Save the few authorities cited in the principal case and an intimation in the opinion in Oakley v. Ballard (1846) 1 Hempst. 475, there seems to have been no previous adjudication exactly in point. It would seem, however, that the court, in the exercise of its discretionary equitable powers, was fully justified in allowing the defense only on terms that the defendant should pay in accordance with the first contract of agency. This put the parties exactly where they were at the time of the fraudulent act. CONTRACTS—MORAL CONSIDERATION. Defendant proposed to settle with creditors, among whom was plaintiff, by giving securities at an arbitrary valuation of 80% of their face value and his ' moral obligation "to later take back the securities at such valuation. Plaintiff agreed and released defendant. Held, that such moral obligation was a sufficient consideration to support a subsequent promise by defendant to take back the securities. Taylor v. Hotchkiss (1903) 80 N. Y. Supp. 1042.
It is almost universally held that if a debtor is discharged by some positive statute or by operation of law a moral obligation to pay the debt remains and will support a subsequent promise to pay. Turlington v. Slaughter (1875) 54 Ala. 195. On the other hand if a release is given by a creditor voluntarily no such moral obligation survives. Mason v. Campbell (1880) 27 Minn. 54: Stafford v. Bacon (N. Y. (1841) i Hill 532. Inasmuch as the release in the principal case was given voluntarily it seems to be difficult to support the decision, for it permits the parties, by express acknowledgment to make valid as a consideration something which the law declares to be invalid.
CONTRACTS-NUDUM PACTUM. Defendant, plaintiff's judgment creditor, recovered a judgment for $226. He agreed to satisfy this if plaintiff would pay him $50 and give his note for $50, provided the note was paid at maturity; Plaintiff paid the cash and the note, obtaining a receipt in full, but defendant refused to satisfy the judgment. Held, defend. ant's promise was without consideration and unenforceable. Shairley v. Koehler (N. Y. 1903) 80 App. Div. 566.
The doctrine that the payment of part of a debt is not a sufficient consideration upon which to found a promise to satisfy the whole, though often criticized, Clayton v. Clark (1596) 74. Miss. 499, is the general rule both in England aná the United States. Foakes v. Beer (1884) 9 App. Cas. 605; Ins. Co. v. Rink (1884) 110 Ill. 538. The courts, however, interpret the rule strictly, and it is held in most jurisdictions that the giving of a promissory note by the debtor, since he is not bound so to do, will support the creditor's promise, Sibree v. Tripp (1846) 15 M. & W. 22, but see, contra, Parrott v. Colby (N. Y. 1875) 6 Hun. 55. The principal case may be reconciled with the general rule if the note is considered to have been taken merely as a means of getting the money and not in and for itself. Bliss v. Shwarts (1875) 65 N. Y. 444. But the receipt in full given by the creditor would seem to come within the rule of Mckenzie v. Harrison (1890) 120 N. Y. 260, that such a receipt is evidence of a gift by the creditor of the remainder of the debt. CONTRACTS—Nudum PACTUM. Plaintiff entered into a contract with W & B whereby he was to transfer certain promissory notes in exchange for a promissory note of W & B. He refused to perform unless there were more names on the note of W & B and they obtained the signature of defendant who set up lack of consideration. Held, W. & B, in obtaining defendant's signature, waived the first contract, and the consideration for defendant's promise was the transfer of the notes to W & B. Merchants Vat. Bank of Cincinnati v. Ryan (Ohio 1903) 66 N. E. 526.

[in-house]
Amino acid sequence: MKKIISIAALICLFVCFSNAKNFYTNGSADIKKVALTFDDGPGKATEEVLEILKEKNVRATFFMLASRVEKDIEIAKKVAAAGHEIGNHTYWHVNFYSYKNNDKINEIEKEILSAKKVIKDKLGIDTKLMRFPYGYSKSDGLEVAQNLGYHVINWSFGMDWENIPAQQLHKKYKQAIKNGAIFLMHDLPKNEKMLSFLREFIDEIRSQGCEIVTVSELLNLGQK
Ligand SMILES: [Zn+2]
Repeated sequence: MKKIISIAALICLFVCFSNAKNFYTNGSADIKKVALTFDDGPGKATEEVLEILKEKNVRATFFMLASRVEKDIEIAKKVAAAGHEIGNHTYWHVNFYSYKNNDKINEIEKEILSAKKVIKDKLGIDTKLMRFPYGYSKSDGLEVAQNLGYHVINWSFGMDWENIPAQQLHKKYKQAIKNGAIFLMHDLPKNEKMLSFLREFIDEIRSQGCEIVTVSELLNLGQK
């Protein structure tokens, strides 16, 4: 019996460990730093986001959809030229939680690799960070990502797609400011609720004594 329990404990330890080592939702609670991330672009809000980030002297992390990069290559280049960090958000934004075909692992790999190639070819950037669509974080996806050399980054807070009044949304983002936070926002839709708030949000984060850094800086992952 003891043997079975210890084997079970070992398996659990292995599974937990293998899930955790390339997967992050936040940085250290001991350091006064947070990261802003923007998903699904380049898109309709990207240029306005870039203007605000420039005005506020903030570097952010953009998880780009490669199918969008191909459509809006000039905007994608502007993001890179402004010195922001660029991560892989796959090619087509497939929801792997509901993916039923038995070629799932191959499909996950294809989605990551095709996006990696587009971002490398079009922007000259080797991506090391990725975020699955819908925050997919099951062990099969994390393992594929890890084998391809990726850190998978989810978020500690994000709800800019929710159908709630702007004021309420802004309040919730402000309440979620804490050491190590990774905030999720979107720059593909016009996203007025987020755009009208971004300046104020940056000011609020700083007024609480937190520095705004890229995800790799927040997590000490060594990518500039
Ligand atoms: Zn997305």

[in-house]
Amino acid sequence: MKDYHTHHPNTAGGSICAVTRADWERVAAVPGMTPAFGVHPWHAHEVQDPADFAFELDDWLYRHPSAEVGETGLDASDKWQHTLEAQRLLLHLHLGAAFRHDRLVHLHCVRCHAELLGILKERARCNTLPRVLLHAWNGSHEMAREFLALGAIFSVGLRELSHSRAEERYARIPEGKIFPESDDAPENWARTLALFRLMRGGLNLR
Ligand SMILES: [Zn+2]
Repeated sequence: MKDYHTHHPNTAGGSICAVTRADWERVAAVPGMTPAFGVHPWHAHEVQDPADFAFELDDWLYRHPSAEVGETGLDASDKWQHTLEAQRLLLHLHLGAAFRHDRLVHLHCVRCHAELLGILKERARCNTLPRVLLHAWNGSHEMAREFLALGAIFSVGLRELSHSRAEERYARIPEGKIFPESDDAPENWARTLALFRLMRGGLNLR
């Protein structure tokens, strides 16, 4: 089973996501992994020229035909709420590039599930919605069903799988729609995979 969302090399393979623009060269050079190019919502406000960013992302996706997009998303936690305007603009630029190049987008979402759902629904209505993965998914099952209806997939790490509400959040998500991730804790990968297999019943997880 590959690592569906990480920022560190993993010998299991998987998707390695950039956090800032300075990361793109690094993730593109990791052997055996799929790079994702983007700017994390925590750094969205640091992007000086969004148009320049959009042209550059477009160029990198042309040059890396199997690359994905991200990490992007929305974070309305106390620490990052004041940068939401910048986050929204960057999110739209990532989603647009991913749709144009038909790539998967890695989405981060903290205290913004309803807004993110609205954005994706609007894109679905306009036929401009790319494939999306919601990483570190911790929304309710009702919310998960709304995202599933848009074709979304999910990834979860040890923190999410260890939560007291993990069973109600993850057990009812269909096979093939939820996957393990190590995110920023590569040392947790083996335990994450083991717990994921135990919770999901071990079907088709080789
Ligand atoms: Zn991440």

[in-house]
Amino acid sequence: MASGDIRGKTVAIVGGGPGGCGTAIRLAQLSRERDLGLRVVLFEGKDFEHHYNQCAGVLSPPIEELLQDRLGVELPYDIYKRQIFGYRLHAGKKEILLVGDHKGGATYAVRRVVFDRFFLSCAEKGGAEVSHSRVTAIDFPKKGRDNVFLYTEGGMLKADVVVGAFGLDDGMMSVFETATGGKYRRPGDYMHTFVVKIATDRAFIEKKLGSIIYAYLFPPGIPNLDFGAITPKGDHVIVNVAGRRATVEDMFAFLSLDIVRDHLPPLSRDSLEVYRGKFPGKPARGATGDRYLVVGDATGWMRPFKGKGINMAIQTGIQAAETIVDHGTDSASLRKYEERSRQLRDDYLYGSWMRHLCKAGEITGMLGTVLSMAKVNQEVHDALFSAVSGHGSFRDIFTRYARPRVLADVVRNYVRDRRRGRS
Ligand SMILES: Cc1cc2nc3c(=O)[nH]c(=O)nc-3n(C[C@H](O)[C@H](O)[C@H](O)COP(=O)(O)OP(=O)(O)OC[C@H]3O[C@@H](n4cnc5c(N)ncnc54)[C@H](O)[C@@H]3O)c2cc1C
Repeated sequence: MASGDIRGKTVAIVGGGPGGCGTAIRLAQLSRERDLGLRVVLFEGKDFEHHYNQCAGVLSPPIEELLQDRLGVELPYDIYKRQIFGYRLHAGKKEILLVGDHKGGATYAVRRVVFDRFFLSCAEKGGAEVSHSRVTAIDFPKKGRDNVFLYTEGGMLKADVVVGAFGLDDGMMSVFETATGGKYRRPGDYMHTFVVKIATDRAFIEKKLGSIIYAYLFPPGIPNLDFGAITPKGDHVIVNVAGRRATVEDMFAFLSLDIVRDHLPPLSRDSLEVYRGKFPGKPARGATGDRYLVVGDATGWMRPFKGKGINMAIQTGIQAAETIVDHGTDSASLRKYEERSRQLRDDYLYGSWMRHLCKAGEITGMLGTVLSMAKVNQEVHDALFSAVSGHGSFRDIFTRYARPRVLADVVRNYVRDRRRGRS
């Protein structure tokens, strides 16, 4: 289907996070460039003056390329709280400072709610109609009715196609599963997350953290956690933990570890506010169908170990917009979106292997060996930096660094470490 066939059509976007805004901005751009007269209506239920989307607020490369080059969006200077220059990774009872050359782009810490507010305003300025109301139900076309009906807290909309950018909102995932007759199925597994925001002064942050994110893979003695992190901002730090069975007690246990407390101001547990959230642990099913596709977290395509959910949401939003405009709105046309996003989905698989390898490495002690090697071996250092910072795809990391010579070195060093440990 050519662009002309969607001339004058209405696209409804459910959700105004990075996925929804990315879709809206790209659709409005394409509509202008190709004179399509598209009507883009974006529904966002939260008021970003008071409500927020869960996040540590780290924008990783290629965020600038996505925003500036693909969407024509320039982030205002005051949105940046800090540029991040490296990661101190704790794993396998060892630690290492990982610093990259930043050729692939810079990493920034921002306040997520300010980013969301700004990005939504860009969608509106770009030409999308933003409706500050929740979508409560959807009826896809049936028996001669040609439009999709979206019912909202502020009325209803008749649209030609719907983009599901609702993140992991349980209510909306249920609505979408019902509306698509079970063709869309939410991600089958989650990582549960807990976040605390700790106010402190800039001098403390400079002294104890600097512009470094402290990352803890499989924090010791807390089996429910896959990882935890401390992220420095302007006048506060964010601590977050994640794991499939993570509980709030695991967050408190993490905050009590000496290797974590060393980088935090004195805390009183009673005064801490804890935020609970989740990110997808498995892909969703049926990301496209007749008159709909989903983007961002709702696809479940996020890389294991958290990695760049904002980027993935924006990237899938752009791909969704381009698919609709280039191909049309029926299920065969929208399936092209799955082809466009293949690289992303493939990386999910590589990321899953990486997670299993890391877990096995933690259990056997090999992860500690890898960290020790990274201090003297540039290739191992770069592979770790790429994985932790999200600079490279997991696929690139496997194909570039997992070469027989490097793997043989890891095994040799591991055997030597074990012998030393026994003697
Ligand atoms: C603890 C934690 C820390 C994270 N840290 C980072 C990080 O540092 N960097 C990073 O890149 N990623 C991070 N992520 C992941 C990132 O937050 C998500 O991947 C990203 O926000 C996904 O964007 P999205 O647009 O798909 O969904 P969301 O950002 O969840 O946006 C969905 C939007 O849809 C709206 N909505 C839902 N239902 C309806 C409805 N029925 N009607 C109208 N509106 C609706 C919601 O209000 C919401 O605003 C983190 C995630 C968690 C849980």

The question whether or not the performance or promise to perform an existing contractual duty is a good consideration on which to support a promise has been answered by the courts in various ways. In England and some few American jurisdictions it is held that if the duty is owing the promisor there is no consideration but if the duty is owing a third person there is consideration. Scotson v. Pegg (1861) 6 H & N 295., Humes v. Decatur Co. (1893) 98 Ala. 461. In Massachusetts there is good consideration in both cases. Where the duty is owing the promisor the subsequent contract is considered in and of itself to be a rescission of the former. Rollins v. Marsh (1880) 128 Mass. 116. In New York, and generally, it is held that this second contract will not have this effect unless such is the agreement between the parties, Vanderbilt v. Schreyer (1883) 91 N. Y. 392, Lingenfelder v. Brewing Co. (1890) 103 Mo. 578, and hence there can be no consideration for the second contract. Nor by the weight of authority will the promise to fulfill or the fulfillment of a duty owing a third person be a good consideration. Reynolds v. Nugent (1865) 25 Ind. 328. CORPORATIONS-ILLEGAL INCORPORATION-STOCKHOLDERS' LIABILITY INTER SESE. Plaintiff was minority stockholder in an association acting as a corporation, a bona fide attempt to incorporate having failed. He sued the defendant, majority stockholder, for an accounting on a partnership basis. Held, as no partnership was intended, they were not liable as partners inter sese, but were bound by the terms of the charter, that representing the contract between the parties. Cannon v. Brush Electric Co. et al. (Md. 1903) 54 Atl. 121. See Notes, p. 408. CORPORATIONS— MERGER. The Northern Securities Company, an independent corporation, acquired the majority of the stock of the Northern Pacific and Great Northern Railways, in pursuance of an agreement between the stockholders of these railways. Held, this put the control of the N. P. R. and the G. N. R. in the hands of the Northern Securities Company, and, therefore, as it thus had the power to restrain trade